US law enforcement officials have indicted 14 people for allegedly seeking to join or provide aid to the Somali armed group al-Shabab.
Eric Holder, the US attorney general, announced the indictments on Thursday, saying at least two of those arrested were US citizens.
Holder said that 10 men had been charged with terrorism offenses for leaving the US to join al-Shabab as foreign fighters, of which seven had previously been charged either by indictment or by criminal complaint.
"In the district of Minnesota alone a total of 19 people have now been charged in connection with this investigation," he said.
"Nine have been arrested in the US or overseas, five of whom have already pleaded guilty. Ten of the charged defendants are not in custody and are believed to be overseas."
US prosecutors revealed indictments against three individuals charged with supporting and providing resources to the Somali anti-government fighters, saying the defendants tried to raise funds using a bogus charity as a front.
Two Somalia-born US citizens living in Minnesota were accused of raising money and sending it to al-Shabab and lying to FBI investigators, according to one indictment unsealed in a Minnesota court.
Amina Farah Ali and Hawo Mohamed Hassan were charged in a 16-count indictment that detailed their efforts to raise money for al-Shabab by going door-to-door in the Somali communities in Minnesota and elsewhere in the United States and Canada, the indictment said.
They also held teleconferences to raise funds, sometimes saying it would be used to help the poor and needy in Somalia.
Ali was accused of sending about $8,600 to al-Shabab, according to the indictment.
US prosecutors also unsealed a three-count indictment from 2009 that charged a young man, Omar Shafik Hammami, who grew up in Alabama but left for Somalia, with providing material support and resources to al-Shabab.
The Obama administration has been increasingly concerned about al-Shabab, particularly after the group successfully carried out a suicide bombing attack in Uganda killing more than 70 people, including one American.
That was the first successful strike by the group outside Somalia. US intelligence agencies have also warned of growing links between al-Shabab in the partially lawless country and al-Qaeda's network in East Africa.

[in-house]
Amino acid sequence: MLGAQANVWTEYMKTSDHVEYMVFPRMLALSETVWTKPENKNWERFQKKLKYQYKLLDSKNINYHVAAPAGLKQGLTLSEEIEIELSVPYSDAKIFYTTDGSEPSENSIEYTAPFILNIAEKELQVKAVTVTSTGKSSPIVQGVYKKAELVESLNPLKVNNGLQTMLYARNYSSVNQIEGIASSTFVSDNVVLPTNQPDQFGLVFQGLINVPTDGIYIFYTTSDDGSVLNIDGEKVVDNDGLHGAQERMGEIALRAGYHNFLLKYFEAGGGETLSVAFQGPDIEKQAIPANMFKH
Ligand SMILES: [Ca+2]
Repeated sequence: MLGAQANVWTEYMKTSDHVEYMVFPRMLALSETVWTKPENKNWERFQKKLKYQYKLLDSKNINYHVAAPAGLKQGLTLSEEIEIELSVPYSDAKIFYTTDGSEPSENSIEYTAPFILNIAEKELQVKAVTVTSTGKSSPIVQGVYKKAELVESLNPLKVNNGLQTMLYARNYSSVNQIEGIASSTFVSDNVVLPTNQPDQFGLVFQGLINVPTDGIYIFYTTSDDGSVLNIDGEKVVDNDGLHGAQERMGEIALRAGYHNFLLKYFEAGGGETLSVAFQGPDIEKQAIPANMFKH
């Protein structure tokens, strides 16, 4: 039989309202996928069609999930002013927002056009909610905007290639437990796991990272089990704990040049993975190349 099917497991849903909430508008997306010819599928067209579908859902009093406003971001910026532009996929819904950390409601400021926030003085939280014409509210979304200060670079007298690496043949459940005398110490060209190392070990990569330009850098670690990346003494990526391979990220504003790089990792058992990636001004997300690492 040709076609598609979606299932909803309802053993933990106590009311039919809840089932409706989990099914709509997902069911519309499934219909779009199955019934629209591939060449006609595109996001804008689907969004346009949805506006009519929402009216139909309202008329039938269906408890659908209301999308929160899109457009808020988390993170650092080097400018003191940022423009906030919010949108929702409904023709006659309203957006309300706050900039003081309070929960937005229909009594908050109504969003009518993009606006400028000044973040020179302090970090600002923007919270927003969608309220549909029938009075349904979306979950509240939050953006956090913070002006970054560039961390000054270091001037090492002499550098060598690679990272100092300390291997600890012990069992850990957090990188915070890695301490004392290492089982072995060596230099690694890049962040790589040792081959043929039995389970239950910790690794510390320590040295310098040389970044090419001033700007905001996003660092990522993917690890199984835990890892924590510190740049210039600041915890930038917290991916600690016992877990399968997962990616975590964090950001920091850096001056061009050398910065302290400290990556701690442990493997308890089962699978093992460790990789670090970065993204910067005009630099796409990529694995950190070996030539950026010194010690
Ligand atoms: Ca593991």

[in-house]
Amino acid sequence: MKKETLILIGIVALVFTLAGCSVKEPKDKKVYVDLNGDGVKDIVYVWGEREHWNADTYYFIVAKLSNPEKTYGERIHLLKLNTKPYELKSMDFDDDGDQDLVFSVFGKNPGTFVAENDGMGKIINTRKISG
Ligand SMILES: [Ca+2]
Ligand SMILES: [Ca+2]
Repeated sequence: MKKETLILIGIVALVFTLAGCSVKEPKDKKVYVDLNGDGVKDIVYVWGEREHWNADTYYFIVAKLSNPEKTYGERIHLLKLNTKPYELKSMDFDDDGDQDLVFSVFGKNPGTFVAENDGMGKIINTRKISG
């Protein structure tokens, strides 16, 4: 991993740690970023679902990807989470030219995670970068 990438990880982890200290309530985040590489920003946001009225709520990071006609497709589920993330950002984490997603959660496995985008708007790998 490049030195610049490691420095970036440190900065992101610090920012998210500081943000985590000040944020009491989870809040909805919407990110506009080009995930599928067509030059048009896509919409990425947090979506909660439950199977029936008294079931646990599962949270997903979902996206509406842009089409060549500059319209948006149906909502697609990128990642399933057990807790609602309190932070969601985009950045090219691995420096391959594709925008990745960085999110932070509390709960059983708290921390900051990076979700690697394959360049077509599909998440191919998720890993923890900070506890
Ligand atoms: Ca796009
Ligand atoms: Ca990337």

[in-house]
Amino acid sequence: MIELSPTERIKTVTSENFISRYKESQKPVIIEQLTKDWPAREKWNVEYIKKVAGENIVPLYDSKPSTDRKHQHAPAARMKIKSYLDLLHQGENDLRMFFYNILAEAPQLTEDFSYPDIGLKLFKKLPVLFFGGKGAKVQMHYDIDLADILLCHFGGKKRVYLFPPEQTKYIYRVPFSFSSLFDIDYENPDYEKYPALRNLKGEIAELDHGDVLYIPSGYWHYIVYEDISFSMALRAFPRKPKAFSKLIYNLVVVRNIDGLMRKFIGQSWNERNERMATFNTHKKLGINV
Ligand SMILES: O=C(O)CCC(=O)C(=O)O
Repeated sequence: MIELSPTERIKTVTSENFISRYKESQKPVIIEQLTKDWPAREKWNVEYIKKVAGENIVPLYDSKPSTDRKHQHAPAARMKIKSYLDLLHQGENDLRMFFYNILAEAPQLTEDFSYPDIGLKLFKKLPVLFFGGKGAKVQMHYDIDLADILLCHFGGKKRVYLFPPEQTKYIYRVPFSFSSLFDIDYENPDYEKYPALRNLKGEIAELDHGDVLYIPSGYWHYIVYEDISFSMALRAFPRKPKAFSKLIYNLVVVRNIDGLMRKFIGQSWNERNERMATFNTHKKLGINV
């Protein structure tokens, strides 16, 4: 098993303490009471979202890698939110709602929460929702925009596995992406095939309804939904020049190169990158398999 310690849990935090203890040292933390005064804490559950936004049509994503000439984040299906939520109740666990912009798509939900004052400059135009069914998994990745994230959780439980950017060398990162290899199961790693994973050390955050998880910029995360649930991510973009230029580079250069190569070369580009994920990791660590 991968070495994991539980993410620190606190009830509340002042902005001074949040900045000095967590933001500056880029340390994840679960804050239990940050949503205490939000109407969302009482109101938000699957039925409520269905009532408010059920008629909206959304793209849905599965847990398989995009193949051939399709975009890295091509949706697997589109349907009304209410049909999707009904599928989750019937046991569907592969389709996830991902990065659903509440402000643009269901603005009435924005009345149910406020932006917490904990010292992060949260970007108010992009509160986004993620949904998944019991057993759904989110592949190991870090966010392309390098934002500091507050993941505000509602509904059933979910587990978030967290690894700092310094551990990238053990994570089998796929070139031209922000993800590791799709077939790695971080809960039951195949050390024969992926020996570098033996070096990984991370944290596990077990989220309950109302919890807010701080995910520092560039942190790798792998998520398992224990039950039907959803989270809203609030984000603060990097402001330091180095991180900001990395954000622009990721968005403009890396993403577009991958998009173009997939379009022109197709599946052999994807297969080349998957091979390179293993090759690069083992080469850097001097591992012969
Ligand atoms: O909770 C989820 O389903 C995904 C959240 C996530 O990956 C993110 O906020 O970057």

The unsealing of the indictments follows the arrest of two other American men in the last few weeks in separate cases on charges they were trying to travel to Somalia to aid al-Shabab. One was arrested in Virginia and another in Chicago before they could leave for the Africa country.
Holder said: "As demonstrated by the charges unsealed today we are seeing an increasing number of individuals including US citizens who have become captivated by extremist ideology and have taken steps to carry out terrorist objectives either at home or abroad.
"This is a very disturbing trend … that we will continue to investigate and root out. But we must also work to prevent this type of radicalisation from ever taking hold."
Roslind Jordan, Al Jazeera's correspondent in Washington DC, said that there would now be added emphasis on arresting those indicted who are still at large.
"Some of the people apparently indicted have not been brought into custody, so certainly there is going to be an international push to try to find the suspects and bring them to the US for prosecution.
"This is part of the Obama administration's overall strategy not to deal with the so-called war on terror in a military sense but rather to deal with people who would be accused of committing acts considered terrorist acts under US law through the federal courts."